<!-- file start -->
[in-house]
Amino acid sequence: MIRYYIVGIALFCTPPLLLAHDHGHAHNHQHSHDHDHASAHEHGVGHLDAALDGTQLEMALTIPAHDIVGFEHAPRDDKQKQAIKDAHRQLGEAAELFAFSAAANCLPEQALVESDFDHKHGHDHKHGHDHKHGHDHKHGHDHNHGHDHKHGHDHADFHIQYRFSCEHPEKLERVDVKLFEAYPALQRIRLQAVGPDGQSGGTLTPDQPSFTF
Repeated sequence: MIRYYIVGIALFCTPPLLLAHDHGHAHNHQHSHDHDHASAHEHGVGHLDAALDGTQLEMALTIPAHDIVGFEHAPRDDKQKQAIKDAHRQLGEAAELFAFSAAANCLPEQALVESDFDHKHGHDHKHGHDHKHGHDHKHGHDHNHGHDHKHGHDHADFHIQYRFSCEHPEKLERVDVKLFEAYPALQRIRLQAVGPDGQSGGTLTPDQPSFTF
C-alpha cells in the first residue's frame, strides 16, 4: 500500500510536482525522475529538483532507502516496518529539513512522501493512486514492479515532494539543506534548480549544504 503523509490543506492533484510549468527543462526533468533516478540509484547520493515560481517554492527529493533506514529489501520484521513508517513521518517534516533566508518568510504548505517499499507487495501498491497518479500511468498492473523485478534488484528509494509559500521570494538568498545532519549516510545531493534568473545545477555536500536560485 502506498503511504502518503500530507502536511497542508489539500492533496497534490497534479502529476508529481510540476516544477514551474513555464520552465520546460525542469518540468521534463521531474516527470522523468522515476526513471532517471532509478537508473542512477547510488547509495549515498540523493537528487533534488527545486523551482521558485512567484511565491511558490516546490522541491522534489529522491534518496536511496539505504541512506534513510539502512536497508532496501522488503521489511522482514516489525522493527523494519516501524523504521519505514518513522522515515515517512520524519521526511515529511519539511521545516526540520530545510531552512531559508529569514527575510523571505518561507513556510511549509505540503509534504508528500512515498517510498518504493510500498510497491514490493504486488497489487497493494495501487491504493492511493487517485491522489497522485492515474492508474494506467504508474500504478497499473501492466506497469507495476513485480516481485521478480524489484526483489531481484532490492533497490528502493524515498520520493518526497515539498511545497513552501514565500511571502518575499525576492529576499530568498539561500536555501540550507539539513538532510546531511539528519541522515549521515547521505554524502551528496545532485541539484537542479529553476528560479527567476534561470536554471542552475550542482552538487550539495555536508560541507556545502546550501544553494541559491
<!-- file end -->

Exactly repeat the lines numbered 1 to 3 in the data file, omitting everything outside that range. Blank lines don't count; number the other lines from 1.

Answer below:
[in-house]
Amino acid sequence: MIRYYIVGIALFCTPPLLLAHDHGHAHNHQHSHDHDHASAHEHGVGHLDAALDGTQLEMALTIPAHDIVGFEHAPRDDKQKQAIKDAHRQLGEAAELFAFSAAANCLPEQALVESDFDHKHGHDHKHGHDHKHGHDHKHGHDHNHGHDHKHGHDHADFHIQYRFSCEHPEKLERVDVKLFEAYPALQRIRLQAVGPDGQSGGTLTPDQPSFTF
Repeated sequence: MIRYYIVGIALFCTPPLLLAHDHGHAHNHQHSHDHDHASAHEHGVGHLDAALDGTQLEMALTIPAHDIVGFEHAPRDDKQKQAIKDAHRQLGEAAELFAFSAAANCLPEQALVESDFDHKHGHDHKHGHDHKHGHDHKHGHDHNHGHDHKHGHDHADFHIQYRFSCEHPEKLERVDVKLFEAYPALQRIRLQAVGPDGQSGGTLTPDQPSFTF